Harris Feinsod

Assistant Professor of English & Comparative Literary Studies

University Hall Room 222
Telephone: (847) 467-1762
Fax: (847) 467-1545


Harris Feinsod (A.B., Brown, Ph.D., Stanford) teaches 20th and 21st century US and Latin American literature and culture. His research focuses on comparative poetics and the history of poetry in English and Spanish, modernism and the historical avant-gardes in Europe and the Americas, transnational literary studies (especially hemispheric literary and cultural relations), oceanic studies, and the inter-ethnic and postmodern cultures of the US "new west.” Formerly, he was Geballe Fellow at the Stanford Humanities Center (2010-11), College Fellow at Northwestern (2011-12), and Mellon Fellow at the Harry Ransom Center (summer, 2012). His writing appears or is forthcoming in American Literary History, American QuarterlyArcade, Centro, Chicago ReviewTelos, and the 4th edition of the Princeton Encyclopedia of Poetry and Poetics (2012), for which he served as an assistant editor.

His current book project, Fluent Mundo: Inter-American Poetry, is a literary history of the relations between poets in the U.S. and Latin America in an era of cultural diplomacy, from the intensification of the Good Neighbor Policy at the onset of World War II through the cultural dimensions of the Cold War in the 1960s. Reading poems and collections by Bishop, Burgos, Cardenal, Carrera Andrade, Ginsberg, Hughes, Lezama Lima, Neruda, Olson, Stevens, Williams and many others, Fluent Mundo tracks interchanges between state-sponsored inter-Americanism, academic verse culture and avant-garde poetics. Recuperating a tradition of hemispheric literary journals, and revising prevalent views on the ethics of translation and dominant period styles, the book demonstrates how the evolving imagination of hemispheric relations informed several generations of diverse mid-century poets in vanguard milieus and the halls of diplomatic officialdom.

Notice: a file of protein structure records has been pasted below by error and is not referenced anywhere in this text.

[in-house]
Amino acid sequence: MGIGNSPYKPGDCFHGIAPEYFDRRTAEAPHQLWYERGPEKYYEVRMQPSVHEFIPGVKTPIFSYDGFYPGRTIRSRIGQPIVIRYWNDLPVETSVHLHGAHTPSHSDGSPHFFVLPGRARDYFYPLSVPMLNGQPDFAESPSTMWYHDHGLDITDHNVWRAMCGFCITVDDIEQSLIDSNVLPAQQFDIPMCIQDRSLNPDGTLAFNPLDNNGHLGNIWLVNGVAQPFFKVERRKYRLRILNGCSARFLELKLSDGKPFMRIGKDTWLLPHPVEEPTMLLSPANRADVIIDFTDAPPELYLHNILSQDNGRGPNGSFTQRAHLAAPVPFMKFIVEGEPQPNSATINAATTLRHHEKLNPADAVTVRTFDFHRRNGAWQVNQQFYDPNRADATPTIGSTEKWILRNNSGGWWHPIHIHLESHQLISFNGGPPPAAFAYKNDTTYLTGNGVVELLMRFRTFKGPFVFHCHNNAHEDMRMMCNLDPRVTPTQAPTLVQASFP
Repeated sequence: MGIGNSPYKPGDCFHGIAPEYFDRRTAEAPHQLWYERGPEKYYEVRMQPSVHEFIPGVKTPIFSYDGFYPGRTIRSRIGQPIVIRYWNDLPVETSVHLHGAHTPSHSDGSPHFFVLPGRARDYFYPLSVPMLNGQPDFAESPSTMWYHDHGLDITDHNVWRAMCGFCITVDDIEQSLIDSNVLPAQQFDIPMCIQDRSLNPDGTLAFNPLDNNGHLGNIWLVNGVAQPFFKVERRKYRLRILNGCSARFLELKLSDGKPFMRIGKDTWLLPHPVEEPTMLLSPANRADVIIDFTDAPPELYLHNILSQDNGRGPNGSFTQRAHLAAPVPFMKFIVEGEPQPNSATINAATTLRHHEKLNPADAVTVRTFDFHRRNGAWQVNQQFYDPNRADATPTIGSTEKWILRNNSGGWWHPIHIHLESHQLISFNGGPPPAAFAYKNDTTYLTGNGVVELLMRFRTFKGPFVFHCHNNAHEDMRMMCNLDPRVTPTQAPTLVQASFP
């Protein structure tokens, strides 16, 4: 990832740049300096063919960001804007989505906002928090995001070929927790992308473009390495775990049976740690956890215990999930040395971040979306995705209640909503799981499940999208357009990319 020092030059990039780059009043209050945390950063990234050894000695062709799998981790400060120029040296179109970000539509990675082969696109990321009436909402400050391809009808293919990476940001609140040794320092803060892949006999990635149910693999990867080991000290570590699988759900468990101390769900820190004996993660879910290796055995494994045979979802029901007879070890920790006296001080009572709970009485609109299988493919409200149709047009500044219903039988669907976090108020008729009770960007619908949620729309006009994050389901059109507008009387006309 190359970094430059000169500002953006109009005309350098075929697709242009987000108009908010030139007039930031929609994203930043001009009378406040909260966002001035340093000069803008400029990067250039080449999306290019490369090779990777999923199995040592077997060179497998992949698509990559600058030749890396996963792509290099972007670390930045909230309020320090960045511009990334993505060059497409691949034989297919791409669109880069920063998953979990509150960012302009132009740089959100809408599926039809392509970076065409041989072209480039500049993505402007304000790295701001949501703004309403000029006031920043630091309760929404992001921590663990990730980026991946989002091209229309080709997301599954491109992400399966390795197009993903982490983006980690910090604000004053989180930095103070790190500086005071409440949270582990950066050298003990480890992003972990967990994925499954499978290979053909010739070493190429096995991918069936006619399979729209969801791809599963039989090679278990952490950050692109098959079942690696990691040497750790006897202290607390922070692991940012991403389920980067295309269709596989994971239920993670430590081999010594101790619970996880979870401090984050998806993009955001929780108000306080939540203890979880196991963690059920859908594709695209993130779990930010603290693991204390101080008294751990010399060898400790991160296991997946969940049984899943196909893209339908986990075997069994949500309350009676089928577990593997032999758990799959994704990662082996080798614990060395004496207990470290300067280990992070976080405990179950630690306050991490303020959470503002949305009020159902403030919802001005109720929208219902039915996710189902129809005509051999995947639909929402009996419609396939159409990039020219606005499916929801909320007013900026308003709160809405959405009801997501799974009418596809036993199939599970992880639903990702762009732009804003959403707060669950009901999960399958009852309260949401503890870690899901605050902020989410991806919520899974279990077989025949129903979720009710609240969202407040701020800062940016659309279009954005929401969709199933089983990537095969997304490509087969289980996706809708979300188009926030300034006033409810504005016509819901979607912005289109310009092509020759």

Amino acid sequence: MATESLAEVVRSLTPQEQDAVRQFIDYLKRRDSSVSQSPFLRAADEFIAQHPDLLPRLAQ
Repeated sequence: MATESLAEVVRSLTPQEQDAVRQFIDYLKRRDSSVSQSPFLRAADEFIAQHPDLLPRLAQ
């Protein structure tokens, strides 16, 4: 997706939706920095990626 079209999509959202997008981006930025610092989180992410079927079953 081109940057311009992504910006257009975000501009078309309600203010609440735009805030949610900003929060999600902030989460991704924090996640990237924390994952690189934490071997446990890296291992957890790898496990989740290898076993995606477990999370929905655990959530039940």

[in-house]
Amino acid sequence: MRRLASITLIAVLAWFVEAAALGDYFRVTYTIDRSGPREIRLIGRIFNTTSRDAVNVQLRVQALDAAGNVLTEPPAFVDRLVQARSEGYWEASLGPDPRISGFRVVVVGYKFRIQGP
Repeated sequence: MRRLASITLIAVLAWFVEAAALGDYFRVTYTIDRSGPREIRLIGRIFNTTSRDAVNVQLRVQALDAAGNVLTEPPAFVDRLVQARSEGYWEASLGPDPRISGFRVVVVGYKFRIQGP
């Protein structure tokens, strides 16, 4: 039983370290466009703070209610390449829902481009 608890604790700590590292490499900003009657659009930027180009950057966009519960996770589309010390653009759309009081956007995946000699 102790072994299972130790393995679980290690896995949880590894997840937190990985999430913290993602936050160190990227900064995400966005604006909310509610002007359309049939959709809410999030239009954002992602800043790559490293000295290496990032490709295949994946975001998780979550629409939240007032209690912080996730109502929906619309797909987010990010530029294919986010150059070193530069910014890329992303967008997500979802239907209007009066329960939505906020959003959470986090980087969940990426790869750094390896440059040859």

Since 2012, he has organized Northwestern's Comparative Modernisms workshop together with Rebecca Johnson and Alejandra Uslenghi, and he is the associate director of the Poetry & Poetics Colloquium.

Current undergraduate courses:

ENGLISH 385 (co-listed with Humanities) - “Oceanic Studies: Literature, History, Environment” (Winter, 2015) 

ENGLISH 298 - “Modern Poetry & Poetics: Experiments in Reading"

ENGLISH 311 (co-listed with Comparative Literary Studies) - “Poetry in Public: The 1960s” (Spring, 2015)

ENGLISH 386 - “The New West in Literature and Film” (Spring, 2015)

Recent graduate courses:

ENGLISH 461 (co-listed with CLS) - "Modernist Poetics, Transnational Cultures" (Winter, 2014)   

Select publications

“Vehicular Networks and the Modernist Seaways: Crane, Lorca, Novo, Hughes,” American Literary History (forthcoming, 2015)

“Edwin Denby,” Routledge Encyclopedia of Modernism (forthcoming).

“Between Dissidence and Good Neighbor Diplomacy: Reading Julia de Burgos with the FBI,” Special Issue on the Julia de Burgos Centennial, CENTRO: Journal of the Center for Puerto Rican Studies 26.2 (2014)

The Era of Inter-American Cultural Diplomacy,” American Quarterly 66.4 (December, 2014).

Para-Library Science at the NYPL,” ARCADE: Literature, the Humanities and the World (3 March, 2014)

Untitled review essay of Collecting as Modernist Practice by Jeremy Braddock and Burning City: Poems of Metropolitan Modernity edited by Jed Rasula and Tim Conley. Chicago Review 58.1 (July, 2013): 135-139

Glosses and Conjectures on the Inaugural Poem” ARCADE: Literature, the Humanities and the World (28 Jan, 2013). 

“Clavis,” “Glossolalia,” “Hypogram,” “Matrix,” and “Sound Poetry,” Princeton Encyclopedia of Poetry and Poetics: Fourth Edition, ed. Roland Greene (Princeton University Press, 2012).

The Tolson Exception: The Anthology in the 21st Century,” ARCADE: Literature, the Humanities and the World (9 Jan, 2012)

World Poetry Grindhouse,” ARCADE: Literature, the Humanities and the World (13 Oct, 2011) 

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February 9, 2015